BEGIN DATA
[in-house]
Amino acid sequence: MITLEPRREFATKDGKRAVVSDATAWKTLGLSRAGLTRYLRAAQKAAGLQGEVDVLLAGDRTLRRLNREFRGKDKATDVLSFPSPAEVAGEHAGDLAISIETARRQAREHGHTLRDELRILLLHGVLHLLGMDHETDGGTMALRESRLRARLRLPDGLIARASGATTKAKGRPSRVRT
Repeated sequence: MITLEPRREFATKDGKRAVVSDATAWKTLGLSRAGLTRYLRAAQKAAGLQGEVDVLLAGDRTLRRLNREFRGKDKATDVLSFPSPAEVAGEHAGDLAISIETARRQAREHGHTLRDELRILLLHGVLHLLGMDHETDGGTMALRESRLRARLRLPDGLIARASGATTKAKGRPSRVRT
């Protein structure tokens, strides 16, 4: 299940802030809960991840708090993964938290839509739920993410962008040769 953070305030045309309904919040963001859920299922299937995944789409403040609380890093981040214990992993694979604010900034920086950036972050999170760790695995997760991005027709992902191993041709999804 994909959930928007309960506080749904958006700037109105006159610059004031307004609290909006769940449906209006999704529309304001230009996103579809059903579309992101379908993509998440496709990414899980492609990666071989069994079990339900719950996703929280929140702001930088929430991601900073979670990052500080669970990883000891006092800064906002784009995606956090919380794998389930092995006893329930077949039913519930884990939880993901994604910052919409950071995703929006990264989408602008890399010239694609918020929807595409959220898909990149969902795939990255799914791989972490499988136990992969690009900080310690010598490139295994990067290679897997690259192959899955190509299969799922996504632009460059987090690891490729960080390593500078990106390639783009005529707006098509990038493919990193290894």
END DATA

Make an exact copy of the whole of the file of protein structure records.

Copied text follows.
[in-house]
Amino acid sequence: MITLEPRREFATKDGKRAVVSDATAWKTLGLSRAGLTRYLRAAQKAAGLQGEVDVLLAGDRTLRRLNREFRGKDKATDVLSFPSPAEVAGEHAGDLAISIETARRQAREHGHTLRDELRILLLHGVLHLLGMDHETDGGTMALRESRLRARLRLPDGLIARASGATTKAKGRPSRVRT
Repeated sequence: MITLEPRREFATKDGKRAVVSDATAWKTLGLSRAGLTRYLRAAQKAAGLQGEVDVLLAGDRTLRRLNREFRGKDKATDVLSFPSPAEVAGEHAGDLAISIETARRQAREHGHTLRDELRILLLHGVLHLLGMDHETDGGTMALRESRLRARLRLPDGLIARASGATTKAKGRPSRVRT
């Protein structure tokens, strides 16, 4: 299940802030809960991840708090993964938290839509739920993410962008040769 953070305030045309309904919040963001859920299922299937995944789409403040609380890093981040214990992993694979604010900034920086950036972050999170760790695995997760991005027709992902191993041709999804 994909959930928007309960506080749904958006700037109105006159610059004031307004609290909006769940449906209006999704529309304001230009996103579809059903579309992101379908993509998440496709990414899980492609990666071989069994079990339900719950996703929280929140702001930088929430991601900073979670990052500080669970990883000891006092800064906002784009995606956090919380794998389930092995006893329930077949039913519930884990939880993901994604910052919409950071995703929006990264989408602008890399010239694609918020929807595409959220898909990149969902795939990255799914791989972490499988136990992969690009900080310690010598490139295994990067290679897997690259192959899955190509299969799922996504632009460059987090690891490729960080390593500078990106390639783009005529707006098509990038493919990193290894």